Complement in Cancer. Untanglin an Intricate Relatioship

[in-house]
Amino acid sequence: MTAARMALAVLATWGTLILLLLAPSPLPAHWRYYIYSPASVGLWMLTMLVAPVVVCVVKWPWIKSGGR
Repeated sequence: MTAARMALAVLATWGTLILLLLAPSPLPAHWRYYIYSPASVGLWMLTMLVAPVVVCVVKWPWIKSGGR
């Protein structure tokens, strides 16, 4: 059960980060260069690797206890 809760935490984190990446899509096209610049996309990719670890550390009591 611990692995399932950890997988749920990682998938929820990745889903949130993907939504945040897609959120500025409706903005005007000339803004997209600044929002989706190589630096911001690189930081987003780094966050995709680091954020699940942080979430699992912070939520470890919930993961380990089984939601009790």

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  An enormous body of data produced by converging disciplines has provided unprecedented insight into the intricate and dynamic relationship that exists between developing tumours and the host immune system 1–3 . It is widely accepted that neoplastic transformation is a multifactorial process that the immune system can detect through genetic and epigenetic changes that alter the antigenic signatures of tumour cells. Control of tumour growth relies on both innate and adaptive mechanisms of immunosurveillance and is subject to the selective pressure exerted by distinct immuno regulatory pathways in the tumour microenvironment 4–7 . In this regard, cancer treatment has been revolutionized by new immuno modulatory approaches that elicit durable clinical responses in cancer patients by restoring anti-tumour immunity and potentiating standard therapeutic regimens, such as tumour radiotherapy  5,8 .Elements of the innate immune response are inte-gral components of antitumour effector mechanisms 3,9 . In many ways, tumour cells are perceived by the innate immune system as noxious, ‘non-self’ matter that must be disposed of  10 . Therefore, potent antitumour cytotoxic responses are elicited by innate immune cells, followed by elimination of opsonized tumour cells through the concerted action of tumour-directed antibodies and complement 9,11,12 . Complement is a phylogenetically conserved branch of the innate immune response that has traditionally been perceived as a network of proteins that rapidly respond to microbial intruders, triggering the release of inflammatory mediators, phagocytic responses and cell lysis 13   (BOX 1) . Growing evidence has indicated, however, that this versatile innate immune effector system mediates key homeostatic functions in processes ranging from early vertebrate development and tissue morphogenesis to tissue regeneration, cen-tral nervous system synaptic pruning, host–microbiota symbiosis and adaptive immune regulation 14–17 . In the context of cancer immunotherapy, complement can be readily triggered into action by damage-associated molecular patterns (DAMPs) exposed on the surface of tumour cells 3,6 . Although the role of complement as an effector mechanism that potentiates antibody- dependent tumour cytolysis has been long appreciated, clinical challenges, such as the upregulation of a wide spectrum of complement regulatory proteins, remain to be addressed 12,18,19 .Clearly, the role of complement as an effector of tumour cytotoxic responses remains relevant to antibody- mediated immunotherapy, guiding new thera-peutic options. Intriguingly, however, accumu lating evidence from studies published in the past decade has pointed to a fascinating paradigm shift: the real-ization that complement activation within the tumour microenvironment can serve a tumour-promoting role by perpetuating local T cell immuno suppression and chronic inflammation that promotes tumour immune escape, outgrowth and metastasis 20–23 . Diverse complement- derived effectors and downstream sig-nalling partners have been implicated in processes ranging from tumour cell anchorage and proliferation to tumour-associated angiogenesis, matrix remodel-ling, migration, tissue invasiveness and metastasis 6,19 . 1 Department of Pathology and Laboratory Medicine, School of Medicine, University of Pennsylvania 19104, Philadelphia, Pennsylvania, USA. 2 National Center for Scientific Research ‘Demokritos’,  Athens 15310, Greece. 3 Department of Pharmaceutical Sciences, University of Basel, Basel 4056, Switzerland. 4 Humanitas Clinical and Research Center and Humanitas University, Rozzano-Milan 20089, Italy.*These authors contributed equally to this work.Correspondence to J.D.L. doi:10.1038/nri.2017.97Published online 18 Sep 2017 Complement in cancer: untangling an intricate relationship Edimara S. Reis 1 *, Dimitrios C. Mastellos 2 *, Daniel Ricklin 3 , Alberto Mantovani  4  and John D. Lambris 1 Abstract | In tumour immunology, complement has traditionally been considered as an adjunctive component that enhances the cytolytic effects of antibody-based immunotherapies, such as rituximab. Remarkably, research in the past decade has uncovered novel molecular mechanisms linking imbalanced complement activation in the tumour microenvironment with inflammation and suppression of antitumour immune responses. These findings have prompted new interest in manipulating the complement system for cancer therapy. This Review summarizes our current understanding of complement-mediated effector functions in the tumour microenvironment, focusing on how complement activation can act as a negative or positive regulator of tumsrcenesis. It also offers insight into clinical aspects, including the feasibility of using complement biomarkers for cancer diagnosis and the use of complement inhibitors during cancer treatment. NATURE REVIEWS |   IMMUNOLOGY ADVANCE ONLINE PUBLICATION |   1 REVIEWS © 2017 Macmillan Publishers Limited, part of Springer Nature. All rights reserved.    Properdin Factor BFactor BC3bBbC3(H 2 0)BbC3bBb3bC4b2b3bC4b2bC3(H 2 0)Factor DFactor DC3C2C1q C1rC1sC4C5 C5bMACC5aC6C7C8C9 n C5b–C9C3bBbC3aC3bMBL FicolinsMASPs     A    l   t   e   r   n   a   t    i   v   e   p   a   t    h   w   a   y    L   e   c   t    i   n   p   a   t    h   w   a   y    C    l   a   s   s    i   c   a    l   p   a   t    h   w   a   y  Alternative pathway amplification loop Terminal (lytic)pathwayIntracellularcomplementcircuitryExtrinsic protease pathway ConvertasesUnconventionalroutes of activationC3 ‘tick-over’C3 C3b With new insights being gained from a variety of tumour models, it is becoming clear that the contribution of com-plement to cancer pathophysiology is far more complex than srcinally thought and appears to be largely contex-tual, depending on several factors, such as the cellular srcin of the tumour in question, its inherent capacity to produce autologous complement proteins, the nature of the tumour microenvironment and the magnitude of complement activation.In this Review, we discuss current and emerging aspects of complement’s contribution to cancer elim-ination and progression and suggest therapeutic tar-gets with clinical potential. We also place emphasis on clinical challenges faced in translating these findings to efficacious tumour cytotoxic modalities or combination immunotherapies and interrogate the feasibility of using complement-based biomarkers for cancer diagnosis, tumour staging and prognosis. Complementing cancer immunotherapy There is a growing appreciation that durable clinical responses in patients with cancer are more likely to be achieved when targeted therapies that ablate key onco-genic signalling pathways are combined with approaches that effectively reverse tumour-instigated immuno-suppression and augment antitumour immunity — an example has been the success of immune checkpoint blockade 5,8 . Among the currently explored targeted therapies, monoclonal antibody (mAb)–based cancer immunotherapy has gained considerable traction as a Box 1 |  An overview of the complement system The complement system comprises an extensive network of fluid-phase and membrane-bound glycoproteins, cofactors, receptors and regulatory proteins that engage in innate immune recognition, adaptive cell stimulation and pro-inflammatory effector responses 126 . Being a crucial mediator of tissue immunosurveillance, complement responds rapidly to molecular stress signals through a cascade of sequential proteolytic reactions initiated by the binding of pattern recognition molecules (for example, C1q, mannose-binding lectin (MBL), MBL-associated serine proteases (MASPs),   ficolins and properdin (also known as Factor P)) to distinct structures on damaged cells, biomaterial surfaces or microbial intruders 17 . Whereas three ‘canonical’ pathways of activation have been described to date (that is, the classical, alternative and lectin pathways), mounting evidence indicates that complement can be activated via multiple routes, depending on the initiating triggers and the distinct microenvironment or pathophysiological context 126 . The classical pathway is initiated by binding to circulating or surface-bound immune complexes, while the lectin and alternative pathways are triggered by pathogen- associated molecular patters (PAMPs) or aberrant carbohydrate structures on damaged or necrotic cells. All activation pathways converge at the cleavage of C3, an abundant plasma protein that undergoes elaborate conformational changes upon activation, thereby exposing multiple sites of interaction with diverse immune effectors 127 . Notably, the spontaneous low-level hydrolysis of C3 keeps the alternative pathway in ‘standby’ mode to allow for rapid amplification upon microbial challenge 128 . Complement activation culminates in the assembly of short-lived multiprotein complexes with enzymatic activity termed ‘convertases’. These enzymes are responsible for the proteolytic activation of the central components C3 and C5 and the release of their respective bioactive fragments, C3a and C3b, and C5a and C5b. The rapid amplification of C3b deposition via the alternative pathway is a process known to underlie several clinical disorders associated with genetic or acquired complement dysregulation (for example, C3 glomerulopathy) 17,129 . Cleavage of C5 leads to the release of the potent inflammatory mediator C5a and initiates a sequence of protein–protein interactions that induces assembly of the membrane attack complex (MAC, C5b–C9), a multiprotein ‘pore’ with cell activating and cytolytic properties. Unconventional routes of complement activation include the deployment of proteolytic enzymes of the coagulation and fibrinolytic systems that can efficiently cleave both C3 and C5 into their bioactive fragments 130 . These non-canonical routes of activation, in conjunction with the intracellular complement circuitry 38,131 , define a broader pathophysiological base of triggering cues that can initiate homeostatic or disease-tailored complement responses. REVIEWS 2 |  ADVANCE ONLINE PUBLICATION © 2017 Macmillan Publishers Limited, part of Springer Nature. All rights reserved.    MACTherapeutic antibodyTumourantigenTumour cell Pro-inflammatory mediators (C3a, C5a)CR3 and/or CR4Fc   RComplementactivationComplement-dependentcytotoxicityCell lysisComplement-dependent cell-mediated cytotoxicityC1 complex C3b Phagocyticcell  viable therapeutic modality and has shown promising results, particularly in the treatment of certain haemato-logical malignancies, such as B cell lymphomas, multiple myeloma and chronic lymphocytic leukaemia 12,24–27 . How mAbs harness the complement system.   The clini-cal benefit of mAb-based immunotherapies is attributed partially to their ability to evoke complement- dependent cytotoxicity (CDC) that culminates in tumour cell elimination 12,18 . Indeed, complement has long been con-sidered a potent cytolytic ‘payload’ for tumour-specific antibodies, and seminal studies in the early 1970s laid the groundwork for what would later become a preva-lent concept in the field 28,29 . Notably, various cancer immuno therapeutic protocols used today in the clinic rely on the two-pronged capacity of mAbs to halt onco-genic signalling and tumour cell growth and to simulta-neously fix complement on the surface of the targeted tumour cells, thereby eliciting CDC 18,24,25 .Despite modest attempts to harness the cytol-ytic capacity of complement in mAb-based cancer immuno therapy over the years, full realization of its tumoricidal potential came only with the US Food and Drug Administration (FDA) approval of ritux-imab, a chimeric anti-CD20 mAb developed for the treatment of B cell lymphomas 12,24 . A wide array of in vitro  studies using cancer cell lines, primary tumour cells, mouse tumour models and blood profiling of patients with chronic lymphocytic leukaemia after mAb infusion have provided evidence for the auxiliary, tumour-destructive role of complement in the context of anti-CD20 immuno therapy  12 . mAbs targeting sur-face antigens such as CD20, CD38 and CD52 that are highly expressed on B cell- or T cell-derived tumours are among the most well-studied tumour- specific mAbs in terms of their ability to elicit CDC 24,27,30 .The binding of mAbs to tumour antigens triggers the concerted activation of multiple effector pathways that operate in parallel to elicit cytolytic responses. These include CDC elicited via the classical pathway of complement activation and assembly of the membrane attack complex (MAC) (BOX 1) ; antibody-dependent cell-mediated cytotoxicity (ADCC), operating primar-ily through the engagement of Fc receptors on natural killer (NK) cells; and antibody-mediated phagocytosis 12   (FIG. 1) . Depending on the magnitude of the comple-ment response on targeted cells, tumour cell elimina-tion can occur either through MAC assembly and direct cell lysis or via recruitment of macrophages that take up opsonized tumour cells through the recognition of opsonic fragments (for example, C3b, iC3b and C3dg) by complement receptors CR1, CR3, CR4 or CRIg 12   (BOX 2) . Concomitant recognition of the Fc portion of tumour-specific mAbs by Fcγ receptors (FcγRs) on macrophages allows for synergistic clearance of tumour cells via complement CR3- and FcγR-dependent uptake (FIG. 1) . Notably, the release of complement-derived inflammatory mediators, such as C5a (BOX 1) , further potentiates the cytolytic activity of mAbs by promoting the recruitment of phagocytic cells and skewing the rel-ative expression of activating and inhibitory FcγRs on neutrophils and macrophages 31 .It should be noted, however, that a wide array of tumour cells, especially in solid tumours, have evolved diverse mechanisms by which they can limit CDC on their surfaces. Overexpression of membrane-bound com-plement regulatory proteins (that is, CD55 (also known as complement decay-accelerating factor (DAF)), CD46 (also known as membrane cofactor protein (MCP)), and CD59) or sequestering of fluid-phase regulators Figure 1 |  Complement mediates tumour cytolysis in the context of antibody-based immunotherapy. Schematic illustration of the basic humoral and cellular elements that evoke tumour cytolysis in the context of monoclonal antibody (mAb)-based cancer immunotherapy. Direct tumour cell elimination is achieved by (i) complement-dependent cytotoxicity (CDC) and (ii) antibody-dependent cell-mediated cytotoxicity (ADCC) and complement-dependent phagocytosis elicited upon targeting of tumour antigens by clinically available therapeutic mAbs. Tumour-targeted mAbs known to elicit complement- mediated cytolytic responses include the anti-CD20 mAbs rituximab and ofatumumab in B cell lymphomas and chronic lymphocytic leukaemia. Targeting of tumour cells by therapeutic mAbs triggers complement activation via the classical pathway. Binding of C1q to the Fc portion of these antibodies leads to the assembly of the active C1 complex (C1q, C1r and C1s), which acquires proteolytic activity over complement components, initiating the cascade. Complement activation leads to tumour cell opsonization by C3-derived opsonins (C3b, iC3b and C3dg) and the generation of potent pro-inflammatory mediators (C3a and C5a), which in turn recruit and activate immune cells with phagocytic properties (neutrophils and macrophages). Downstream activation of terminal complement components results in the assembly of the pore-forming membrane attack complex (MAC), or C5b–C9, on the tumour cell membrane. The anaphylatoxin C5a is known to upregulate activating Fc γ  receptors (Fc γ Rs) on phagocytic cells, priming them for enhanced phagocytosis and increasing the magnitude of the tumour cytolytic response. C3-derived fragments (C3b, iC3b and C3dg) on tumour cells bind to CR3 and/or CR4 complement receptors on phagocytes, thus augmenting the Fc γ R-dependent phagocytic uptake of opsonized tumour cells. REVIEWS NATURE REVIEWS |   IMMUNOLOGY ADVANCE ONLINE PUBLICATION |   3 © 2017 Macmillan Publishers Limited, part of Springer Nature. All rights reserved.  (for example, Factor H or C4-binding protein (C4BP, also known as C4BPA)) (TABLE 1)  by tumour cells has been shown to prevent CDC by limiting C3 opsonization to lev-els well below the threshold required for terminal pathway activation and MAC assembly  32–34 . In this regard, several strategies have been devised to overcome this impediment in mAb-based immunotherapy (discussed below). Beyond cytotoxicity.   Growing evidence indicates that complement, in addition to providing an adjunctive mechanism for mAb-mediated tumour cytolysis, medi-ates a plethora of immunomodulatory functions that are pertinent to tumour immunosurveillance and anti-tumour immunity  35,36 . Fundamental processes such as tumour antigen processing and presentation by anti-gen-presenting cells (APCs), as well as B cell activation and T helper and effector T cell survival and differentia-tion, appear to be influenced by the intricate crosstalk of complement effector proteins with key cellular pathways that drive B cell and T cell responses 37,38 . Dendritic cells (DCs), for instance, express a wide array of complement proteins and receptors 39 . In this regard, C3 deficiency has been associated with a reduced antigen- presenting capac-ity of APCs (lower expression of MHC class II molecules and impaired co-stimulation via CD80 and CD86), with important implications for autoimmune conditions and antitumour immunity  40 . Notably, the absence of C3aR or C5aR1 stimulation at the APC–T cell interface has been shown to negatively affect the survival of CD4 +  T cells 41 . Moreover, genetic or pharmaco logical ablation of C3aR or C5aR1 signalling has also been linked to the induction of an immunosuppressive pheno type in CD4 +  T cells in a manner that could diminish the magnitude of anti tumour effector T cell responses 42 .Further insight into the fundamental role of com-plement in immune cell homeostasis has been provided by studies describing an intracellular complement cir-cuitry in CD4 +  T cells that modulates cell differentiation through its crosstalk with the NOD-, LRR- and pyrin domain-containing 3 (NLRP3) inflammasome and the generation of reactive oxygen species (ROS) 38,43 . Taken together, these studies support the presence of a consti-tutively active complement circuitry within lymphocytes that has a role in the maintenance of the T cell pool in the periphery and may also potentiate effector T cell responses in the context of tumour immunotherapy. Complement and cancer vaccines.   Cancer vaccines represent another promising modality in cancer immuno therapy, and several studies have indicated that complement activation may contribute to vaccine efficacy through enhanced antigen uptake and co- stimulatory signalling 44 . Indeed, C5a has been shown to potentiate antigen processing and presentation by human DCs 45,46 . In this context, a C5a-derived C5aR1 agonist fused to a peptide-based cancer vaccine has been tested in a preclinical model of melanoma, with encouraging results 47 . These studies point to a different therapeutic perspective whereby harnessing complement activation and triggering C5aR1-dependent signalling on tumour antigen-loaded DCs may help patients elicit potent anti-tumour immune responses. From a different standpoint, the function of the opsonin C3dg as a molecular adjuvant that lowers the activation threshold of B cells and the role of C3-derived fragments in promoting antigen retention by follicular DCs and boosting memory responses have long been appreciated as mechanisms bridging innate and adaptive immune responses 48 . However, this fun-damental facet of complement biology has not been rigorously investigated in the context of cancer immuno-therapy. These key immunoregulatory activities of com-plement may have important implications for tumour immunotherapy and may be worth exploring during the design of antitumour vaccines. Complement and radiotherapy.   Alongside surgical resection and chemotherapy, radiotherapy is also rec-ognized as a clinical mainstay of cancer treatment, espe-cially in the context of very aggressive tumours with poor prognosis 49 . Recent evidence supports a causative asso-ciation between radiation-induced tumour cell damage, the tumour-derived pro-inflammatory milieu and the potentiation of antitumour immunity  50,51 . Interestingly, radiotherapy-induced cell death was recently shown to induce transient complement activation within solid tumours, with both tumour cells and infiltrating immune cells serving as sources of complement protein produc-tion 52 . More importantly, radiotherapy was found to upregulate the release of C3a and C5a within the tumour microenvironment, inducing potent DC responses and subsequently leading to pronounced infiltration of CD8 +  effector T cells into the irradiated tumours 52 . Notably, an Box 2 |  Complement: numerous proteins, plenty of functions Soluble complement proteins are primarily produced in the liver (the exceptions being C1q and Factor D, which are secreted mainly by macrophages and adipocytes, respectively) 55 . Whereas the major ‘pool’ of complement is located in the blood, a variety of cell types, including fibroblasts, adipocytes and endothelial and immune cells, secrete complement proteins. A boost in complement production is often observed during inflammatory and pathologic conditions, so that virtually any tissue can be surrounded by complement activation products 13 . Such a notion of local complement is key to perceiving how imbalanced complement activation affects pathology in distinct tissues, from the skin to the kidneys, from the lung to the brain, and influences the fate of an assortment of tumour cells 3,17,126 . Essentially, the presence of a trigger or improper regulation results in the production of activation fragments (BOX 1)  that can bind to their respective receptors on cell surfaces and elicit biological responses. Upon complement activation, C3 fragments (that is, C3b, iC3b and C3dg) that are associated with antigens bind to the complement receptors CR1 (CD35), CR3 (CD11b and CD18), CR4 (CD11c and CD18) and/or CRIg, inducing phagocytosis and modulating the function of antigen-presenting cells 13 . In turn, triggering of CR2 by iC3b and C3dg is associated with the activation of B cells 35 . Furthermore, signalling through the G protein-coupled anaphylatoxin receptors C3aR, in the case of C3a, or C5aR1 (also known as CD88), in the case of C5a and desarginated C5a (C5a-desArg), regulates cell activation, degranulation, proliferation and cytokine responses, which are essential for initiating and maintaining inflammatory responses 36 . In addition, adaptive immune responses are modulated when membrane cofactor protein (MCP, also known as CD46) is triggered on T cells 132 . Such an array of interactions between complement proteins and cell-surface receptors not only guarantees immune surveillance but also determines the outcome of immune responses, metabolic pathways and developmental processes. Proper control of the activation signals described above is required to prevent excessive activation that can lead to tissue damage and is achieved by an assortment of complement regulators (TABLE 1)  that restrain certain steps of the complement cascade 133 . REVIEWS  4 |  ADVANCE ONLINE PUBLICATION © 2017 Macmillan Publishers Limited, part of Springer Nature. All rights reserved.